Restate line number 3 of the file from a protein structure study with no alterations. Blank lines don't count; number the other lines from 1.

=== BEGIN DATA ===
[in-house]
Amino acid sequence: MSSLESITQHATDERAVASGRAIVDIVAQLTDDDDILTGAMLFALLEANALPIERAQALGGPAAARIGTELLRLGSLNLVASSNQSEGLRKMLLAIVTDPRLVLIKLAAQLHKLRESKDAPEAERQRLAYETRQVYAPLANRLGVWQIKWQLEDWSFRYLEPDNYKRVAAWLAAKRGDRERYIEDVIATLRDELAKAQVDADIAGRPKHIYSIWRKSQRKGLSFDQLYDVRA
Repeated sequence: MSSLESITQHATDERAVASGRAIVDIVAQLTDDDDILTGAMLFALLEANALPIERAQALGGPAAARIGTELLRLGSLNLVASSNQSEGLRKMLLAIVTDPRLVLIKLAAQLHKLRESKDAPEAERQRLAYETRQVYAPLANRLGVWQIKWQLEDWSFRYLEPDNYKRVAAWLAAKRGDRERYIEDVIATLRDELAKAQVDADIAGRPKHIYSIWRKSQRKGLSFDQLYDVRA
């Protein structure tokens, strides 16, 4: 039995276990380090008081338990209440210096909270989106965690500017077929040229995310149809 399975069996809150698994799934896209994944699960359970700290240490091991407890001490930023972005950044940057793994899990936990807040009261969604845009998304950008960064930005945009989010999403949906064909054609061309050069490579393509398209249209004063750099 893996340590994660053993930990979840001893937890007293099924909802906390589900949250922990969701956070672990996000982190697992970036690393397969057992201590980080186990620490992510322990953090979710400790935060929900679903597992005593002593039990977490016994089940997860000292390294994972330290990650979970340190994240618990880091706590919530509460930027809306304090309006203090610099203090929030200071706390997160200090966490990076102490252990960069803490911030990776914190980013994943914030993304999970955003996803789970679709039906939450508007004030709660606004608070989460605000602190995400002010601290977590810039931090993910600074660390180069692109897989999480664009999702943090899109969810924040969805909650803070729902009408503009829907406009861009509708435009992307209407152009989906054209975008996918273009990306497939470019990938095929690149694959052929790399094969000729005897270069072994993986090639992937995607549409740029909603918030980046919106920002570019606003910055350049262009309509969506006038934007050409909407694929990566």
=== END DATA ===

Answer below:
Repeated sequence: MSSLESITQHATDERAVASGRAIVDIVAQLTDDDDILTGAMLFALLEANALPIERAQALGGPAAARIGTELLRLGSLNLVASSNQSEGLRKMLLAIVTDPRLVLIKLAAQLHKLRESKDAPEAERQRLAYETRQVYAPLANRLGVWQIKWQLEDWSFRYLEPDNYKRVAAWLAAKRGDRERYIEDVIATLRDELAKAQVDADIAGRPKHIYSIWRKSQRKGLSFDQLYDVRA